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Copenhagen

Filed under: — eric @ 24 November 2009

Nov. 24th, 2009 Copenhagen Diagnosis

The ‘Copenhagen Diagnosis‘, a report by 26 scientists from around the world was released today. The report is intended as an update to the IPCC 2007 Working Group 1 report. Like the IPCC report, everything in the Copenhagen Diagnosis is from the peer-reviewed literature, so there is nothing really new. But the report summarizes and highlights those studies, published since the (2006) close-off date for the IPCC report, that the authors deemed most relevant to the negotiations in Copenhagen (COP15) next month. This report was written for policy-makers, stakeholders, the media and the broader public, and has been sent to each and every one of the COP15 negotiating teams throughout the world.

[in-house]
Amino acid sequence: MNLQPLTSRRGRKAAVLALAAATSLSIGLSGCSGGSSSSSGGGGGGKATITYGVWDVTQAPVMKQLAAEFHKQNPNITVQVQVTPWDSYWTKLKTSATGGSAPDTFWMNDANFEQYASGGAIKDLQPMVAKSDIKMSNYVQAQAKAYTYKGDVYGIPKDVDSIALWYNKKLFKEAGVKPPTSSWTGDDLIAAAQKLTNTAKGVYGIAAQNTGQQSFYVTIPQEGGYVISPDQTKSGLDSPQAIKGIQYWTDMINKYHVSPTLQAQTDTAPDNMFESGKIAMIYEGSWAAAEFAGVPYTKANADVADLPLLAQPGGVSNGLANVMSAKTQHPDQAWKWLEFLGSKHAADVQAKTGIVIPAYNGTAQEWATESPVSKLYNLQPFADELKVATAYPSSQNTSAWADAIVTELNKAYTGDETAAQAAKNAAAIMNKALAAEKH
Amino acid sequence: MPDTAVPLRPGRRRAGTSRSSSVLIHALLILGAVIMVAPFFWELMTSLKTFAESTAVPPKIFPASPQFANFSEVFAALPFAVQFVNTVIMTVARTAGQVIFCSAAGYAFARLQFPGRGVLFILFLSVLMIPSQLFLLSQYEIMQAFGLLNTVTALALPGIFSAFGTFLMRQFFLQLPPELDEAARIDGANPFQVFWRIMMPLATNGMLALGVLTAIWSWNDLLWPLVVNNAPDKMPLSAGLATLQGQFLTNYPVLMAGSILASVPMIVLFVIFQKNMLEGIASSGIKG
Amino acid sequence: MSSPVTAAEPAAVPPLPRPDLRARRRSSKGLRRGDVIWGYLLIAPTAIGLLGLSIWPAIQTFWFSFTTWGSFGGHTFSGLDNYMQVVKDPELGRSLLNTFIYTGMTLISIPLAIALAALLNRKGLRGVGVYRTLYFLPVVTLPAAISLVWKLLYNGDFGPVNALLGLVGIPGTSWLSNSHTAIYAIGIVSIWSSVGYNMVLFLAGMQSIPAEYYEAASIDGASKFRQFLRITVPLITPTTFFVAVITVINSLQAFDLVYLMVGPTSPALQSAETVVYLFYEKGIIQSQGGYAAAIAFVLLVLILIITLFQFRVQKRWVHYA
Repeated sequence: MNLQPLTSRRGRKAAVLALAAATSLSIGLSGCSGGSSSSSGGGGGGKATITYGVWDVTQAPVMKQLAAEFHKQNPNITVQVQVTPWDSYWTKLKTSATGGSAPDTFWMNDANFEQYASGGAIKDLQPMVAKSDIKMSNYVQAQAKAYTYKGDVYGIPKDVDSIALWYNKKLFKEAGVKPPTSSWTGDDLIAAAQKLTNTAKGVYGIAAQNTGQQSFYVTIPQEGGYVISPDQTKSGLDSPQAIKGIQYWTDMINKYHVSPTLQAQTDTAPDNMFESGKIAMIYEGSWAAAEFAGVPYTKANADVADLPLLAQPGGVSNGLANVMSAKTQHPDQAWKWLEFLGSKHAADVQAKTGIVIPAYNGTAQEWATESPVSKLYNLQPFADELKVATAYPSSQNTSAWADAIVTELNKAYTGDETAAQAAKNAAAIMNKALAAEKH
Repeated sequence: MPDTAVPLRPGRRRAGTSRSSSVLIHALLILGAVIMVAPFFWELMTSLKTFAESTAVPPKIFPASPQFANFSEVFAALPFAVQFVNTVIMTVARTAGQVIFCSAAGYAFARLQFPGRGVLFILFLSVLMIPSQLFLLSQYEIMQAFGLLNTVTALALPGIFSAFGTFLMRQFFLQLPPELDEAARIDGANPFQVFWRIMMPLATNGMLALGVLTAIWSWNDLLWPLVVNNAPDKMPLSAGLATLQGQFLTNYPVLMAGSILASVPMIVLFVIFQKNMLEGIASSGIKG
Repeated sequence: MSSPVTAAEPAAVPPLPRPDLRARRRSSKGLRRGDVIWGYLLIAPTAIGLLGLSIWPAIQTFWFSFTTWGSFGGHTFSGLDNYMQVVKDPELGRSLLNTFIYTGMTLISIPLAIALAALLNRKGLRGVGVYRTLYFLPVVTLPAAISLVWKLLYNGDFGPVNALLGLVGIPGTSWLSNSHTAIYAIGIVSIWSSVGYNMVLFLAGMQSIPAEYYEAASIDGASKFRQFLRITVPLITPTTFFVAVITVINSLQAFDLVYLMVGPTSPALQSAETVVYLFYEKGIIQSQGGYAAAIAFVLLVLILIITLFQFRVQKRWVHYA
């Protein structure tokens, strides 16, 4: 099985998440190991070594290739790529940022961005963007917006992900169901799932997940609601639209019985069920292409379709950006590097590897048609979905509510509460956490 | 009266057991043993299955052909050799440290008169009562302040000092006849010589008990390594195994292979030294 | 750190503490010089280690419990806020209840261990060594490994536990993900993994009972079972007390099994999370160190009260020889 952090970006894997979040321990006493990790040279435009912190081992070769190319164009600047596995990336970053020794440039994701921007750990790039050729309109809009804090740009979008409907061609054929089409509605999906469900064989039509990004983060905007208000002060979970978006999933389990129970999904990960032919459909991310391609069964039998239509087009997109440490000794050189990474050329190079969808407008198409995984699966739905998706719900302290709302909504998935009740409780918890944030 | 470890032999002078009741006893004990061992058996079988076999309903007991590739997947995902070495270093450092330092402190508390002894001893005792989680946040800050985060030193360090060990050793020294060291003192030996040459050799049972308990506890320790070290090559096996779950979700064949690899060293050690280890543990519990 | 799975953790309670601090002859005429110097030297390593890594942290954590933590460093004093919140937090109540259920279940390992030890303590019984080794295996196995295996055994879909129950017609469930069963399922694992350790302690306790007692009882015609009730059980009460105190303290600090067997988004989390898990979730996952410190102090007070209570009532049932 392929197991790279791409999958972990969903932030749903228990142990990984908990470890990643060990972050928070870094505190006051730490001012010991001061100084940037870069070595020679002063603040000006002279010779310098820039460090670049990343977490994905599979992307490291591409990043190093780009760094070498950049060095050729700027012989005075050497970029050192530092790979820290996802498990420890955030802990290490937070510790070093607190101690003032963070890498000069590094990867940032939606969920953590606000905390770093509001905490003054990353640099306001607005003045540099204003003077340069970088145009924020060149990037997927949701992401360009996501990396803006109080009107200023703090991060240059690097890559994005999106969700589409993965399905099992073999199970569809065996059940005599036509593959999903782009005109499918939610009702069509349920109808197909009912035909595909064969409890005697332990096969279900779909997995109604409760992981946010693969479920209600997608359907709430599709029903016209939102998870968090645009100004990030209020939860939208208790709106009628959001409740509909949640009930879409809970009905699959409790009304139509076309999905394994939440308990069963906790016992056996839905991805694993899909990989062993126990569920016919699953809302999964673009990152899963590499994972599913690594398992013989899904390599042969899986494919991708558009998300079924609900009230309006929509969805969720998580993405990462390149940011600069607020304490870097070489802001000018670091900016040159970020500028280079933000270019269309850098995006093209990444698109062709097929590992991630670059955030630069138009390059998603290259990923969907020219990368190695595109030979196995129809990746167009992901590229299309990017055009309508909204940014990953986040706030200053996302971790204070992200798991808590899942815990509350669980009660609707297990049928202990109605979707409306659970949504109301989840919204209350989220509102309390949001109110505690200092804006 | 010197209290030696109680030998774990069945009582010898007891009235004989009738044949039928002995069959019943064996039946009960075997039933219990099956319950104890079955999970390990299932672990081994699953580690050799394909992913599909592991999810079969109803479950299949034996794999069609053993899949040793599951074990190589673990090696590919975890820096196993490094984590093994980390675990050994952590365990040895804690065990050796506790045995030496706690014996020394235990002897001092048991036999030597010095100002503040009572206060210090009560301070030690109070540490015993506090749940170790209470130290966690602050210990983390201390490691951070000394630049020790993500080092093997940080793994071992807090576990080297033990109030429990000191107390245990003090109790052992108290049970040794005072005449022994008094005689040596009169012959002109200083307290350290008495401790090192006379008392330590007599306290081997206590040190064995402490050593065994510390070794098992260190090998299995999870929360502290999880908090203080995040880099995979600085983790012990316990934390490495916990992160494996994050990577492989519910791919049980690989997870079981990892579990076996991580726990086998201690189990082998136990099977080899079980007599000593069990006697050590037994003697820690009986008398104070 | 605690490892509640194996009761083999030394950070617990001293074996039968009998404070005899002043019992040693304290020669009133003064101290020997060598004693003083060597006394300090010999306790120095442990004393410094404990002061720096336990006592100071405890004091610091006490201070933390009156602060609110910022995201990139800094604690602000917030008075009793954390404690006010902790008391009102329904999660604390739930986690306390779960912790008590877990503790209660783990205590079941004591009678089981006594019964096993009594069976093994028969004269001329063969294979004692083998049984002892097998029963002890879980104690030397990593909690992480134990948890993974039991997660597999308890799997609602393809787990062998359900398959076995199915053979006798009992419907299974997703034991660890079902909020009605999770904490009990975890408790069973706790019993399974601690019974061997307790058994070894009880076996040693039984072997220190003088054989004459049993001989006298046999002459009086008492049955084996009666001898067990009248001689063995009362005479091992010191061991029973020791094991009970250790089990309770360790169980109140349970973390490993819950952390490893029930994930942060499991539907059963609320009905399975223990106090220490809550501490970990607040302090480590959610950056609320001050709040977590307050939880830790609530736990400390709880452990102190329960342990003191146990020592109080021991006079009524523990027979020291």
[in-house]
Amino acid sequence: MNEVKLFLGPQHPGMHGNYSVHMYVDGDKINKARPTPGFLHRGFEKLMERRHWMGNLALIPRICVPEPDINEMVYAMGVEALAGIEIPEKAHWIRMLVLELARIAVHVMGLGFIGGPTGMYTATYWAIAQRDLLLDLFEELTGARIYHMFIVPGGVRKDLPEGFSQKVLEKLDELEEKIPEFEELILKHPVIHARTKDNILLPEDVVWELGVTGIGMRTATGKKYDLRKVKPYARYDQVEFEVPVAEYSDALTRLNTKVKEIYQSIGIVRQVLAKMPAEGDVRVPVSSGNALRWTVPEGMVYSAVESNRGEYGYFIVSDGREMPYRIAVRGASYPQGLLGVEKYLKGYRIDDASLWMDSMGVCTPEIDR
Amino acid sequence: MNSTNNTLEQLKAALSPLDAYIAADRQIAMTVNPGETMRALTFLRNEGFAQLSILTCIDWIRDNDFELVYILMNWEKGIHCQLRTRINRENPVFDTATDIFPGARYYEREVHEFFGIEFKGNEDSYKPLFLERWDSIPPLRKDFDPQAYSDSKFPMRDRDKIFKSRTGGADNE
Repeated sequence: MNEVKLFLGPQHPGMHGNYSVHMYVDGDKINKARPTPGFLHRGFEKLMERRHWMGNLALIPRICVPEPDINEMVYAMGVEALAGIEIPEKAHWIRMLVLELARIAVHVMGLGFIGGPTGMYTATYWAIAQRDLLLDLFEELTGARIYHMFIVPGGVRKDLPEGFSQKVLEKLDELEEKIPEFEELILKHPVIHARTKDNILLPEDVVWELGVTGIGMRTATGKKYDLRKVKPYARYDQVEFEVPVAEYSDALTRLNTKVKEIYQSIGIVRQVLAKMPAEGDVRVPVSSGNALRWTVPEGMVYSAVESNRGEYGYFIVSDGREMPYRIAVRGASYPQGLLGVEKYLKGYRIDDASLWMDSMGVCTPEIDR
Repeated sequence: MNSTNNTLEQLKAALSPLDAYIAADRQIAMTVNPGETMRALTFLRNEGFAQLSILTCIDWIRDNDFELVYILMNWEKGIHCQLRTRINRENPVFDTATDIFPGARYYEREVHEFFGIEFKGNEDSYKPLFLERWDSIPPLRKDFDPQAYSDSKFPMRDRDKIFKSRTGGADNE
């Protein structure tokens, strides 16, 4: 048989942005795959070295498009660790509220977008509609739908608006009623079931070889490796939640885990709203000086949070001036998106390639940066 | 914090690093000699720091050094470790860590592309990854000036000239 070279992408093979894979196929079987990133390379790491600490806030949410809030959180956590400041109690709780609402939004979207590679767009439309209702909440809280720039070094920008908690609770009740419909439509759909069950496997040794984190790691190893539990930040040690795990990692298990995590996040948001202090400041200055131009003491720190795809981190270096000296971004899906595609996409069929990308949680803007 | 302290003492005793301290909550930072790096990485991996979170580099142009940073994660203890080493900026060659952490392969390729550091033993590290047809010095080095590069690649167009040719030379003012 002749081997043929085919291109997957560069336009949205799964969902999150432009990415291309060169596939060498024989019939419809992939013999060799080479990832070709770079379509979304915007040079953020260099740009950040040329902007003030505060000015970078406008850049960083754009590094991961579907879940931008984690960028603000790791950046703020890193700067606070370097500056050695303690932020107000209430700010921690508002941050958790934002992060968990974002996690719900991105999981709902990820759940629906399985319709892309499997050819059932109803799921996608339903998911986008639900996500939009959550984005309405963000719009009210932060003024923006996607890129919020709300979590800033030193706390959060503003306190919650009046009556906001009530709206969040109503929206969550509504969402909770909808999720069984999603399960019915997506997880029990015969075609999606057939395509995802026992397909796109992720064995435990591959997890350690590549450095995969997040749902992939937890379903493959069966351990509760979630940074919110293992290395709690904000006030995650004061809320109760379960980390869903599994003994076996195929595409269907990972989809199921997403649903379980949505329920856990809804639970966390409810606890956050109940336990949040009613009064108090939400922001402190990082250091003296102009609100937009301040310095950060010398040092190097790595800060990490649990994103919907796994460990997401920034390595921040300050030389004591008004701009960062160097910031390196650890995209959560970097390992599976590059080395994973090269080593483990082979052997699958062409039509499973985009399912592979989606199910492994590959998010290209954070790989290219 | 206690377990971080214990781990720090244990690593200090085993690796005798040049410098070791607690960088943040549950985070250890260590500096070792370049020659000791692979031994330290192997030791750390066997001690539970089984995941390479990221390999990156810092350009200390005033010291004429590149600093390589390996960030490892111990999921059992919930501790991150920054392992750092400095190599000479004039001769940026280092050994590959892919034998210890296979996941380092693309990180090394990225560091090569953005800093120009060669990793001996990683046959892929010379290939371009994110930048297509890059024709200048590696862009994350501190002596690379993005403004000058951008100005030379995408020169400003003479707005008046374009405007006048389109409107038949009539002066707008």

Among the points summarized in the report are that:

The ice sheets are both losing mass (and hence contributing to sea level rise). This was not certain at the time of the IPCC report.

Arctic sea ice has declined faster than projected by IPCC.

Greenhouse gas concentrations have continued to track the upper bounds of IPCC projections.

Observed global temperature changes remain entirely in accord with IPCC projections, i.e. an anthropogenic warming trend of about 0.2 ºC per decade with superimposed short-term natural variability.

Sea level has risen more than 5 centimeters over the past 15 years, about 80% higher than IPCC projections from 2001.